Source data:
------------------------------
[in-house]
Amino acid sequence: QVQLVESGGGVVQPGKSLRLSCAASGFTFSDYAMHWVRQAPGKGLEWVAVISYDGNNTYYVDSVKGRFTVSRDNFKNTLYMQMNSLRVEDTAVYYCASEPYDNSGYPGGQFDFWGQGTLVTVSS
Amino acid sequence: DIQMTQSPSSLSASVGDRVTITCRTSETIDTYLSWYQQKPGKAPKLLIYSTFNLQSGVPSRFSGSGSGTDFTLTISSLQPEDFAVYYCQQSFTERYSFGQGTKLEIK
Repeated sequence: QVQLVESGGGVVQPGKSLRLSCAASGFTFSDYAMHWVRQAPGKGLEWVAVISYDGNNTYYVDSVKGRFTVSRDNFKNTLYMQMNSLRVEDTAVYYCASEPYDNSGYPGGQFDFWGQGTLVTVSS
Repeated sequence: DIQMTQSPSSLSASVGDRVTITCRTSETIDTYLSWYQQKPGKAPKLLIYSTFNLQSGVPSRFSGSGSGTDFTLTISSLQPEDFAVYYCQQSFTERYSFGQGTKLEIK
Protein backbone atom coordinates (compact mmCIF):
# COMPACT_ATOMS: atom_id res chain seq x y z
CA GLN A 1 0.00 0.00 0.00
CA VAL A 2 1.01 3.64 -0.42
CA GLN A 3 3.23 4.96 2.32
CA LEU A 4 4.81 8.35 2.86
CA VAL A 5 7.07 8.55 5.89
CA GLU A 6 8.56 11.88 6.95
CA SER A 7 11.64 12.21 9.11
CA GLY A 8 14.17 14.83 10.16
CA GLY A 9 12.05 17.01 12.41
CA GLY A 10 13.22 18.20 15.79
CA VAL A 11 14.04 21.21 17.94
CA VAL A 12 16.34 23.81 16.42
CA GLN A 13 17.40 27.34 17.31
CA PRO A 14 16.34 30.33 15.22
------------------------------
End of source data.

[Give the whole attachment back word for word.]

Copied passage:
[in-house]
Amino acid sequence: QVQLVESGGGVVQPGKSLRLSCAASGFTFSDYAMHWVRQAPGKGLEWVAVISYDGNNTYYVDSVKGRFTVSRDNFKNTLYMQMNSLRVEDTAVYYCASEPYDNSGYPGGQFDFWGQGTLVTVSS
Amino acid sequence: DIQMTQSPSSLSASVGDRVTITCRTSETIDTYLSWYQQKPGKAPKLLIYSTFNLQSGVPSRFSGSGSGTDFTLTISSLQPEDFAVYYCQQSFTERYSFGQGTKLEIK
Repeated sequence: QVQLVESGGGVVQPGKSLRLSCAASGFTFSDYAMHWVRQAPGKGLEWVAVISYDGNNTYYVDSVKGRFTVSRDNFKNTLYMQMNSLRVEDTAVYYCASEPYDNSGYPGGQFDFWGQGTLVTVSS
Repeated sequence: DIQMTQSPSSLSASVGDRVTITCRTSETIDTYLSWYQQKPGKAPKLLIYSTFNLQSGVPSRFSGSGSGTDFTLTISSLQPEDFAVYYCQQSFTERYSFGQGTKLEIK
Protein backbone atom coordinates (compact mmCIF):
# COMPACT_ATOMS: atom_id res chain seq x y z
CA GLN A 1 0.00 0.00 0.00
CA VAL A 2 1.01 3.64 -0.42
CA GLN A 3 3.23 4.96 2.32
CA LEU A 4 4.81 8.35 2.86
CA VAL A 5 7.07 8.55 5.89
CA GLU A 6 8.56 11.88 6.95
CA SER A 7 11.64 12.21 9.11
CA GLY A 8 14.17 14.83 10.16
CA GLY A 9 12.05 17.01 12.41
CA GLY A 10 13.22 18.20 15.79
CA VAL A 11 14.04 21.21 17.94
CA VAL A 12 16.34 23.81 16.42
CA GLN A 13 17.40 27.34 17.31
CA PRO A 14 16.34 30.33 15.22